This morning’s oral arguments in Fisher v. University of Texas (known as Fisher II, since this is the case’s second trip to the high court), will determine how sincere the Supreme Court was when it held in Fisher I by a 7-1 vote (Justice Kagan was recused) that the university’s race-conscious affirmative action program had to survive strict scrutiny, the most exacting constitutional standard. Today the justices raised several issues that were never clearly resolved during the argument, with the result that Fisher II looks like it will turn out to be a nail-biter.
In 1996, the Fifth Circuit struck down racial preferences in undergraduate admissions at the University of Texas at Austin (affectionately known as “UT”) in a case called Hopwood v. Texas. In response, UT adopted a race-neutral “personal achievement index” (or PAI) score for applicants that was designed to allow for students with special disadvantages in their past. The Texas legislature also adopted a race-blind law called the Top Ten Percent Law, which granted automatic admission at any Texas public college to any student in the top ten percent of their public high school class. UT admissions proceeded on this race-neutral basis until the Supreme Court’s decision in Grutter v. Bollinger (2003), which held that race could be factored into admission decisions as part of the university’s pursuit of diversity and other goals.
On the same day that Grutter was decided, UT declared that the PAI program would start to consider race. Abigail Fisher, the plaintiff in Fisher I and Fisher II, then challenged the new program under the Fourteenth Amendment, but lost at the Fifth Circuit. In Fisher I, the Supreme Court concluded that the Fifth Circuit had failed to apply strict scrutiny, which requires that the government action be narrowly tailored to achieve a compelling governmental interest. On remand, the Fifth Circuit again upheld UT’s program, but by reaching outside the record and relying on explanations asserted by UT only late in the litigation. Thus, the case has now returned to the Court to see whether Fisher I meant what it said.
Right from the beginning, Justices Ginsburg and Sotomayor tried to get Petitioner’s counsel, Bert Rein, to concede this case was indistinguishable from Grutter. Rein didn’t bite. Justice Ginsburg then asked Rein whether the Top Ten Percent program was race-conscious, but he again refused the bait, prompting Justice Kennedy to provide the real purpose: “to define a neutral framework within which to satisfy the States and the universities’ objectives.”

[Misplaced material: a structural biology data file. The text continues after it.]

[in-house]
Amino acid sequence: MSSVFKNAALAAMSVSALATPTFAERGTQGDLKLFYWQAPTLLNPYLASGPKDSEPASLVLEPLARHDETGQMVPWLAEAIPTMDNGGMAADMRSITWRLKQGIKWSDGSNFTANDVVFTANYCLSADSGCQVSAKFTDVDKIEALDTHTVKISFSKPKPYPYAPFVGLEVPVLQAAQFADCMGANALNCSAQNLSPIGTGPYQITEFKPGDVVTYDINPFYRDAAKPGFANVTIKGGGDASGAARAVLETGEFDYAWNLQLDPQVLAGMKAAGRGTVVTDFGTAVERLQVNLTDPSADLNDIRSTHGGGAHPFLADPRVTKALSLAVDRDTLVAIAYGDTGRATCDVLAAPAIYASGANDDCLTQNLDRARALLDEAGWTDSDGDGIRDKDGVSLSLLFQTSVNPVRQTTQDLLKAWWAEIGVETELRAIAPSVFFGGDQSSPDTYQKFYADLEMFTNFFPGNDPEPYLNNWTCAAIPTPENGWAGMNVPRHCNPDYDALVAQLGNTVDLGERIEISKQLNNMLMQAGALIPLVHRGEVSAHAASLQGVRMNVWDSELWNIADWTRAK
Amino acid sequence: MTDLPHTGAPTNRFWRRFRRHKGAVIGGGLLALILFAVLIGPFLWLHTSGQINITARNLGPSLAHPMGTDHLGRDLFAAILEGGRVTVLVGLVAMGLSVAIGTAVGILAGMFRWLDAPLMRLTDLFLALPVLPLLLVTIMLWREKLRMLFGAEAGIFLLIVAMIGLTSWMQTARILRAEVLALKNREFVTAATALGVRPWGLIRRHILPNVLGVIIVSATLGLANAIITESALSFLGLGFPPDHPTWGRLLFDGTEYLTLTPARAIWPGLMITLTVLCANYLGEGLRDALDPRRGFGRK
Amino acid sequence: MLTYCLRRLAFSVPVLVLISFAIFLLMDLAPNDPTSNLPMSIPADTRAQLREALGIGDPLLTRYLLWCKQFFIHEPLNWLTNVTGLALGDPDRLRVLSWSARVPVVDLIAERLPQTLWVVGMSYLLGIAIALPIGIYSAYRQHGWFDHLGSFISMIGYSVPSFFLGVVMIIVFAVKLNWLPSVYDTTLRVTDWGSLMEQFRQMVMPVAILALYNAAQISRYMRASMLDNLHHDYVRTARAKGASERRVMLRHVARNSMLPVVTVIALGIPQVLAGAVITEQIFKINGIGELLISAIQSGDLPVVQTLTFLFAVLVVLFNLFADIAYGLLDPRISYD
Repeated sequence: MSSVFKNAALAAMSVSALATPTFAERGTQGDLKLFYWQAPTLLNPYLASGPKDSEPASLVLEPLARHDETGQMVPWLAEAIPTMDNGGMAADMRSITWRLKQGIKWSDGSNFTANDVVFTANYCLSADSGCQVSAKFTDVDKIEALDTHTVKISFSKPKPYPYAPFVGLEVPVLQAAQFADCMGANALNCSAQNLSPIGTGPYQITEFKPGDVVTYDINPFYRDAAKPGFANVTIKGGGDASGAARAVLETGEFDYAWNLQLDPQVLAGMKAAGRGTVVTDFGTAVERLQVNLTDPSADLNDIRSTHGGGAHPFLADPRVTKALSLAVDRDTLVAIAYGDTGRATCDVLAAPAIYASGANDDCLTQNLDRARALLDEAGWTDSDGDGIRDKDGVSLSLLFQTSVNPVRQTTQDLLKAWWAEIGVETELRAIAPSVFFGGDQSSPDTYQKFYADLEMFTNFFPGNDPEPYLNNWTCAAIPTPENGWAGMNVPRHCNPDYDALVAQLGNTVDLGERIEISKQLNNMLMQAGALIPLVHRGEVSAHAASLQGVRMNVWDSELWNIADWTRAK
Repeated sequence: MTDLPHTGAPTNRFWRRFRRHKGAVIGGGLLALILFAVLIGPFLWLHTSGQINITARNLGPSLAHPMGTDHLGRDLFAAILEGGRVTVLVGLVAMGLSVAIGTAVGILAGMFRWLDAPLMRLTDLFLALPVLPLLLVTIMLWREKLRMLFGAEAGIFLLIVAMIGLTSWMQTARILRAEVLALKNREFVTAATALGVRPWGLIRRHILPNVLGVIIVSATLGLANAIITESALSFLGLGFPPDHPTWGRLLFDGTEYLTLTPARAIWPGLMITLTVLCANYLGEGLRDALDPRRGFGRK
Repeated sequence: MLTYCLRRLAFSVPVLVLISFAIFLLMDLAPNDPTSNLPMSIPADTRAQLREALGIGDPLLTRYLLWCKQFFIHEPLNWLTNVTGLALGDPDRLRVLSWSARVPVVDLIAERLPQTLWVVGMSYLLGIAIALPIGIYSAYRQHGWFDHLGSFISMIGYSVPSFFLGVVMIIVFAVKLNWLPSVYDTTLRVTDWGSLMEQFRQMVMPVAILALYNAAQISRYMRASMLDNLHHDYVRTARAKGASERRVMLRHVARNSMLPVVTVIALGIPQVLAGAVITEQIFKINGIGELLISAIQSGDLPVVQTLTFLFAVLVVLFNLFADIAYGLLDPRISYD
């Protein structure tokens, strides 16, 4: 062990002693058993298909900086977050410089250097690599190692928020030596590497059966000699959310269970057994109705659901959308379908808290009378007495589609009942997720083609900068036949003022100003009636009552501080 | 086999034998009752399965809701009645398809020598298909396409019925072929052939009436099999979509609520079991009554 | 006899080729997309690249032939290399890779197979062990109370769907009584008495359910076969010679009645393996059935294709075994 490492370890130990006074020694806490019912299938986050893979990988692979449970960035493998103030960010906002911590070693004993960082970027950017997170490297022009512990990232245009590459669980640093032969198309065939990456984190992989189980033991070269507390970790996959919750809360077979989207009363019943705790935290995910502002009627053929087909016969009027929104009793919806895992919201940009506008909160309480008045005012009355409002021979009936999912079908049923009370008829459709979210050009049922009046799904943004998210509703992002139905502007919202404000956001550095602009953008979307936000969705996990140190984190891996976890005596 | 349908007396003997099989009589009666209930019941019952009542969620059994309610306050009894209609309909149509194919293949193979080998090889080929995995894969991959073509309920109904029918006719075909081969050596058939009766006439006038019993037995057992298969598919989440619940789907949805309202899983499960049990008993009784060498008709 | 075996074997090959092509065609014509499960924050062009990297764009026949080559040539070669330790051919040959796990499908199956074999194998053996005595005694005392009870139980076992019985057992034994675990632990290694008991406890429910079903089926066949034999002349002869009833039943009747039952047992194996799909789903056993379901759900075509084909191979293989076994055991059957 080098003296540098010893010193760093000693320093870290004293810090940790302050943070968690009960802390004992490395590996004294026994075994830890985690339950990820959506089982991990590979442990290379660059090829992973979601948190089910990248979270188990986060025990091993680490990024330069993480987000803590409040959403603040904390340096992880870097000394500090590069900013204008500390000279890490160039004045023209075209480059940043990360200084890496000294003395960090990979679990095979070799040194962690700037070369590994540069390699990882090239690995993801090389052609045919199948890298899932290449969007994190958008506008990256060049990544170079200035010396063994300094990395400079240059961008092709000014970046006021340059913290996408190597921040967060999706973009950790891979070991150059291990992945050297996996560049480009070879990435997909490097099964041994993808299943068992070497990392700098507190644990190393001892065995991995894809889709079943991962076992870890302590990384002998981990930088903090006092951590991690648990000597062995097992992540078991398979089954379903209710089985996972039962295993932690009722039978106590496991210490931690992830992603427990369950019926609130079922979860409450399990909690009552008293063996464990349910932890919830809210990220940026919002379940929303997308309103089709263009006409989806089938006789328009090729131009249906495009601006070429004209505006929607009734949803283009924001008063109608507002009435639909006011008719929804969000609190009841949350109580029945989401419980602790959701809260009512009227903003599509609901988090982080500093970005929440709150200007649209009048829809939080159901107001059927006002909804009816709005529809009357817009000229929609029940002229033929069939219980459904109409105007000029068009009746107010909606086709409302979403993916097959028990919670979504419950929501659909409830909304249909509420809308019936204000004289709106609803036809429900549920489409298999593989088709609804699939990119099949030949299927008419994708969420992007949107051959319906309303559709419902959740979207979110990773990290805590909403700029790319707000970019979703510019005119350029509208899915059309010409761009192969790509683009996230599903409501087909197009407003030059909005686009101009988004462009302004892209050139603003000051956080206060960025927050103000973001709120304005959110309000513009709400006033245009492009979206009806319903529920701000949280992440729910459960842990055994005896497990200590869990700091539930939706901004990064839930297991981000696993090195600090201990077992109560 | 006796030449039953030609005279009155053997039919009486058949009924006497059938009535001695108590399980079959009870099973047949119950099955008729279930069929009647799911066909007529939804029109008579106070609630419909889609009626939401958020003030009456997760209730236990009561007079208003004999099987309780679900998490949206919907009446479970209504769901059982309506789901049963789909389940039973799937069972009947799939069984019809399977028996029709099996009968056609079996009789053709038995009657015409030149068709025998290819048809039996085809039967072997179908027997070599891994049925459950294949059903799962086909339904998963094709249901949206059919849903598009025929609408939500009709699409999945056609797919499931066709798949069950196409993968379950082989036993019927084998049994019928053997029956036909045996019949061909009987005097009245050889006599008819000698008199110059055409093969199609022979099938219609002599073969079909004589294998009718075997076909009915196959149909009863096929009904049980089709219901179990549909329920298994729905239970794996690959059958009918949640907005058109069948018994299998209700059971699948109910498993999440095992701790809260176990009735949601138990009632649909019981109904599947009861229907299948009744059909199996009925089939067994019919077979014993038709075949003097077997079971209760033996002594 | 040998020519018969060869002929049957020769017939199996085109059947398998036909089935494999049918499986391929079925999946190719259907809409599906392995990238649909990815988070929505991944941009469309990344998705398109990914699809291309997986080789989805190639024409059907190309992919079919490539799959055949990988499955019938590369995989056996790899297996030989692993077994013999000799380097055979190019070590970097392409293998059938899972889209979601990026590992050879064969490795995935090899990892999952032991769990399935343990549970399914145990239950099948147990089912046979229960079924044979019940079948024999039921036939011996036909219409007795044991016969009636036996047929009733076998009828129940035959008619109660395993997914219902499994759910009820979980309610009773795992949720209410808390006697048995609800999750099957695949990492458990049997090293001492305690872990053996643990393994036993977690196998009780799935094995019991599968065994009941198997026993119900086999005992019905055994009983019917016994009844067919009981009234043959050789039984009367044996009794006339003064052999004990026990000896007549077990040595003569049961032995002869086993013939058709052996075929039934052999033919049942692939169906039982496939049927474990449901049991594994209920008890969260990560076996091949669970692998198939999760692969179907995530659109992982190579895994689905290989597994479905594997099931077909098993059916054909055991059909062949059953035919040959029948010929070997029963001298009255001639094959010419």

That led Kennedy to turn to a different question: What sort of objective or interest would be sufficiently concrete as a compelling governmental interest? Rein appealed to Grutter’s phrase “critical mass,” but then pointed out that under strict scrutiny, the burden is on the university to explain the interest. Justice Scalia chimed in to question whether there were any studies showing when “critical mass” is satisfied. Justice Sotomayor referred to a 1996 study but quickly moved on. Breyer, whose interest was now piqued, asked why the court couldn’t simply adopt the university’s conclusion that the critical mass was deficient as a diversity-related judgment that would satisfy Fisher I? Rein pointed to the holding of Fisher I: Strict scrutiny puts the burden of production on the university to explain itself and to provide evidence that program was necessary.
This gave Justice Alito the opportunity to ask whether UT had provided any evidence that the Top Ten Percent law was partly responsible for some of the underrepresentation reported in the study, but it appeared that the study’s analysis was not particularly granular. Justice Kennedy, clearly annoyed by the lack of evidence in the record supporting UT, then pushed Rein to explain why the case shouldn’t be remanded back to the district court for additional factual development. Rein reminded Kennedy that UT had to justify the policy at the time it was made, not just rationalize it post hoc, because that had clearly been the law since at least 1976.